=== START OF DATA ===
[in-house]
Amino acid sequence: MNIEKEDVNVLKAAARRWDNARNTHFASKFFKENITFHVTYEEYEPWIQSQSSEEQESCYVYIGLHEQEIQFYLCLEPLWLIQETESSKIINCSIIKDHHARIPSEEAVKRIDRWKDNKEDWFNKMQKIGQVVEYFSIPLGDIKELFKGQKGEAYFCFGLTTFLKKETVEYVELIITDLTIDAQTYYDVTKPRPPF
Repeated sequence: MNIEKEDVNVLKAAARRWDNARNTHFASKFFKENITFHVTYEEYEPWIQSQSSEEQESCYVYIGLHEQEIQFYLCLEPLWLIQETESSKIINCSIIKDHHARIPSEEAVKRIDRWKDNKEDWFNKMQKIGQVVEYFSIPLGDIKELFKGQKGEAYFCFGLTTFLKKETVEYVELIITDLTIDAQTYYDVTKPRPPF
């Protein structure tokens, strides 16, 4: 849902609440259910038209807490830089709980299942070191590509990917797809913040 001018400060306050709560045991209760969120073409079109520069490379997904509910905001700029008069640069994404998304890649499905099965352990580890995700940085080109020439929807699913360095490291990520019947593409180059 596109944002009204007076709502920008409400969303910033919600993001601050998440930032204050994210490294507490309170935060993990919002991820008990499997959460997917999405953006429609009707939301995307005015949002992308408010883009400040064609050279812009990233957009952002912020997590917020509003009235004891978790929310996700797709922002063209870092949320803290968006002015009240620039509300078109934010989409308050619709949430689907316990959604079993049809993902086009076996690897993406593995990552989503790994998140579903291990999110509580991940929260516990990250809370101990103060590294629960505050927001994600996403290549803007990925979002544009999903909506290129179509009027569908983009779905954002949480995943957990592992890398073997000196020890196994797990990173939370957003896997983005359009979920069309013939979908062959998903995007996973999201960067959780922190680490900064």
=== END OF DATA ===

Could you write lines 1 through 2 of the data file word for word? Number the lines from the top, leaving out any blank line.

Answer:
[in-house]
Amino acid sequence: MNIEKEDVNVLKAAARRWDNARNTHFASKFFKENITFHVTYEEYEPWIQSQSSEEQESCYVYIGLHEQEIQFYLCLEPLWLIQETESSKIINCSIIKDHHARIPSEEAVKRIDRWKDNKEDWFNKMQKIGQVVEYFSIPLGDIKELFKGQKGEAYFCFGLTTFLKKETVEYVELIITDLTIDAQTYYDVTKPRPPF